Pawel Fajdek, one of the biggest favourites in any event at the IAAF World Championships London 2017, lived up to his billing with a throw of 79.81m for hammer gold, but it took the Pole until round three to assert his dominance.
Owning the eight longest throws in the world this year and three metres clear at the top of the 2017 world list, Fajdek made it three consecutive world titles after victories in Moscow in 2013 and Beijing in 2015.
Having failed to qualify for the final at the London 2012 Olympic Games, Fajdek will leave the London Stadium with better memories of the British capital.
"I waited for this competition at this stadium for five years so it was very important for me to get this revenge for the Olympics in here,” said Fajdek, who also failed to reach the final at last year’s Olympics. “Three times world champion – I made history, what more could I expect?”
Having been the early leader until Fajdek found his form, neutral athlete Valeriy Pronkin took silver with a sixth-round throw of 78.16m. Third on the world list, the 23-year-old has thrown a personal best of 79.32m this year, but this was by far his best performance in a global championships.
Fajdek's teammate Wojciech Nowicki, second on the world list for 2017, finished third with 78.03m for his fourth consecutive major championships bronze medal. Having beaten Fajdek to gold at the Polish Championships, the duo had been tipped to achieve a one-two for Poland. Although they fell 14 centimetres short of achieving that, it was only the second time in IAAF World Championships history – after Beijing in 2015 – that there were two Poles on the podium.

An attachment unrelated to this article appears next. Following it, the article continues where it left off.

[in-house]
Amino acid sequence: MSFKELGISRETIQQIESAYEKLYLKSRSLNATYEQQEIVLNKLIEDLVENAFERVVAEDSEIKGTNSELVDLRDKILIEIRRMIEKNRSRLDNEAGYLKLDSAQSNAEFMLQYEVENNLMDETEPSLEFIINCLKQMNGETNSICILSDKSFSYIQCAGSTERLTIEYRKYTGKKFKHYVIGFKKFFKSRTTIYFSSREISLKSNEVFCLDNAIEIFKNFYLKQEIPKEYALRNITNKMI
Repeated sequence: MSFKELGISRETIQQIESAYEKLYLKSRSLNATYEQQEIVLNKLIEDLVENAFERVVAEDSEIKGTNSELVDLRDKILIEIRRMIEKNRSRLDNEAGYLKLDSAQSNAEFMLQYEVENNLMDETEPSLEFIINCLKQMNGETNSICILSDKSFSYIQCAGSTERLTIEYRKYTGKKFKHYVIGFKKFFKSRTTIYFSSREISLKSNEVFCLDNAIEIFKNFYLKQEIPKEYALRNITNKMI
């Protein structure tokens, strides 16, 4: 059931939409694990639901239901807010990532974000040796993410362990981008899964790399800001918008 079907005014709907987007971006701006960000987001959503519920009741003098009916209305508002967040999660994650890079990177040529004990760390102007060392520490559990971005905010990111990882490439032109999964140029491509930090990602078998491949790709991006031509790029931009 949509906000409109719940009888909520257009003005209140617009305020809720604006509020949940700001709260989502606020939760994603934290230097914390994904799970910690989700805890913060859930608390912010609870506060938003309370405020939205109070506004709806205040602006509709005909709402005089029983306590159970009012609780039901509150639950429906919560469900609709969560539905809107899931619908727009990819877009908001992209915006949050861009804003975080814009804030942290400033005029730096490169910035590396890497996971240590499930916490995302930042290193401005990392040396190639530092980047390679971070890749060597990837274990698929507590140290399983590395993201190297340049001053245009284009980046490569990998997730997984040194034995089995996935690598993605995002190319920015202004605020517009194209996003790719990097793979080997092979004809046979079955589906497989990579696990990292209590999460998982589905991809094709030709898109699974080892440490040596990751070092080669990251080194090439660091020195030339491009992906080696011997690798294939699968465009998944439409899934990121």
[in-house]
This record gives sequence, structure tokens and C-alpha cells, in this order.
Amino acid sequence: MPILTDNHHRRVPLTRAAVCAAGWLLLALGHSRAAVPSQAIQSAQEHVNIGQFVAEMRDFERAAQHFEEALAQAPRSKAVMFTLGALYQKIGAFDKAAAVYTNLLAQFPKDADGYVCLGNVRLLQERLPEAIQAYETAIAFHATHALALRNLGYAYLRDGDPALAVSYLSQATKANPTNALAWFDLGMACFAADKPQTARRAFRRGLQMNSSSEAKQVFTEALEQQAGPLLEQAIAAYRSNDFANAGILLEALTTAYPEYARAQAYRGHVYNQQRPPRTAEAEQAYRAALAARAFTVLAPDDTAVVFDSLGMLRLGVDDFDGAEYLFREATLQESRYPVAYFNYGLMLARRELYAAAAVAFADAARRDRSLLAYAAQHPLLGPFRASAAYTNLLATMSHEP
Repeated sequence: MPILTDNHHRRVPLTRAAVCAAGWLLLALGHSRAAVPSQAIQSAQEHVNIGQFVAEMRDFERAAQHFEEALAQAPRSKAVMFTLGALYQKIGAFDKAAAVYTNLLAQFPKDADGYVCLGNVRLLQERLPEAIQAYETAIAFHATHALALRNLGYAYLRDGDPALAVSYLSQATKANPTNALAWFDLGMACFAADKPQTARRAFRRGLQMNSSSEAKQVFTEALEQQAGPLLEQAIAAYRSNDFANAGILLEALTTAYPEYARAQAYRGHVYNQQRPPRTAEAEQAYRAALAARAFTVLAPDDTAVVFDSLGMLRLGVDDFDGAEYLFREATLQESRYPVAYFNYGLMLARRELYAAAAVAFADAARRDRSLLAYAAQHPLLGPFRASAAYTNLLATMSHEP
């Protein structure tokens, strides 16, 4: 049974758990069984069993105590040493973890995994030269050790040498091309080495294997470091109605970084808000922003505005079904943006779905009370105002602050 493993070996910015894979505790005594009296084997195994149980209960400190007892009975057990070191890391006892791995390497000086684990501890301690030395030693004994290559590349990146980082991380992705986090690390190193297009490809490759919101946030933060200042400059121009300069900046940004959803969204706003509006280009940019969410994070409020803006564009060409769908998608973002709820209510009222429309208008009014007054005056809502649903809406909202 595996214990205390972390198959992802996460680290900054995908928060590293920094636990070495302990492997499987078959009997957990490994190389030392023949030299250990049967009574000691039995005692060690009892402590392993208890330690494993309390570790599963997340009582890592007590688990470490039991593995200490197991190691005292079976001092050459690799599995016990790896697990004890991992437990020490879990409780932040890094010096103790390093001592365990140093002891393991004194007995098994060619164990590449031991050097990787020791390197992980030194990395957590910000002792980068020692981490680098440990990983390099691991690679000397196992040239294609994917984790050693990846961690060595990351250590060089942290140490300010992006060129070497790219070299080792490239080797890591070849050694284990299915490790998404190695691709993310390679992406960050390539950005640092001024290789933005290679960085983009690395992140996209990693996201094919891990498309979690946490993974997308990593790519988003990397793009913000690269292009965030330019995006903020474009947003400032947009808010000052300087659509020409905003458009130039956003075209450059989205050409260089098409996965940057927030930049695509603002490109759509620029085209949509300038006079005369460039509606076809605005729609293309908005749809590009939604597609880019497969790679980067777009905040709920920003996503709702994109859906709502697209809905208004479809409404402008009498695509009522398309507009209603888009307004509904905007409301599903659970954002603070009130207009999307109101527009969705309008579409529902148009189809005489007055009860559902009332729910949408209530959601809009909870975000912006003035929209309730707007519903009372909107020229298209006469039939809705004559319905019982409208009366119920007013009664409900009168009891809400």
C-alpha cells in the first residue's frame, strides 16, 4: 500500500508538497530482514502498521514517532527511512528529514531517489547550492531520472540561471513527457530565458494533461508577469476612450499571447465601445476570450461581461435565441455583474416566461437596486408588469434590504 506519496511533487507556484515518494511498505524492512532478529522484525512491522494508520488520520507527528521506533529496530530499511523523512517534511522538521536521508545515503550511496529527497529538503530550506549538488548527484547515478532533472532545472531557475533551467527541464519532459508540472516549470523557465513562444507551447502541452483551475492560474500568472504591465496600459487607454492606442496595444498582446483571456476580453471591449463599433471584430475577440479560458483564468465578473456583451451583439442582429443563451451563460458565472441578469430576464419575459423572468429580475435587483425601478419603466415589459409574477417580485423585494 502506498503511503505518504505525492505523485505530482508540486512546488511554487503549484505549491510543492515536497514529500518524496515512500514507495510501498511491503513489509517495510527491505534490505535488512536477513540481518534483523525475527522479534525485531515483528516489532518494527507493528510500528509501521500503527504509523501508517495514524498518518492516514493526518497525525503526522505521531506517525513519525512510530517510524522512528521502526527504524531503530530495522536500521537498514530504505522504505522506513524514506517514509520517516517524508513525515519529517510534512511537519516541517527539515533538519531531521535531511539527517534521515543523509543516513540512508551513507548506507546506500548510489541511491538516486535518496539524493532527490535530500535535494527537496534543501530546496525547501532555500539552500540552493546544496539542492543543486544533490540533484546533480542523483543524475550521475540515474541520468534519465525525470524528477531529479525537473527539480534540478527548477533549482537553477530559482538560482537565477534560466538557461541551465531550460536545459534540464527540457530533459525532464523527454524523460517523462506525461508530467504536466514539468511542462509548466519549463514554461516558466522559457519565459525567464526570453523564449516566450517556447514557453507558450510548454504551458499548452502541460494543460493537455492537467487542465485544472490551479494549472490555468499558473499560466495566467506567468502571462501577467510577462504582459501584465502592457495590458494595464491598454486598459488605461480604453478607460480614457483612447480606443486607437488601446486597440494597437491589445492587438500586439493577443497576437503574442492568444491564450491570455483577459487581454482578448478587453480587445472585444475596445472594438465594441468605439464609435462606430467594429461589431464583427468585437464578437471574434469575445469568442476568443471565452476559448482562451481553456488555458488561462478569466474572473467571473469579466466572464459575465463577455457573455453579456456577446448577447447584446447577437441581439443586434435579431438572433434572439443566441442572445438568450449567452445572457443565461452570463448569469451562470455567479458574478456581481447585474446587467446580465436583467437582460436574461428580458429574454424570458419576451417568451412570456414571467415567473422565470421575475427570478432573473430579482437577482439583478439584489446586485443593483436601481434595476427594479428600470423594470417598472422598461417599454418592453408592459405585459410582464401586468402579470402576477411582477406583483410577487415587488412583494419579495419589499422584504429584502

France’s 2011 European U20 champion Quentin Bigot placed fourth with 77.67m after a consistent series that saw all five of his valid throws surpass 76 metres.
Fifth place went to neutral athlete Aleksei Sokyrskii – who was fourth in the same stadium five years ago at the London Olympic Games – with a season's best of 77.50m.
Short of the top eight approaching his third-round through, British record-holder Nick Miller responded well to the pressure – and home crowd cheers – launching his implement out to 77.31m in round three to temporarily move into second place. However, the 24-year-old was unable to build on that, ultimately dropping to sixth place, as the big names found their groove.
Tajikistan’s 35-year-old Olympic champion Dilshod Nazarov drew on his experience to finish seventh with 77.22m, as just 94 centimetres covered places second to seventh. Moldova's Serghei Marghiev placed eighth with 75.87m.
World U20 champion and recently crowned European U23 champion Bence Halász of Hungary was unable to find his best form and finished 11th with 74.45m, more than four metres short of his lifetime best from earlier this year.
As is often the case in the men's hammer, this event was dominated by Europeans with Nazarov the top non-European thrower.
Emily Moss for the IAAF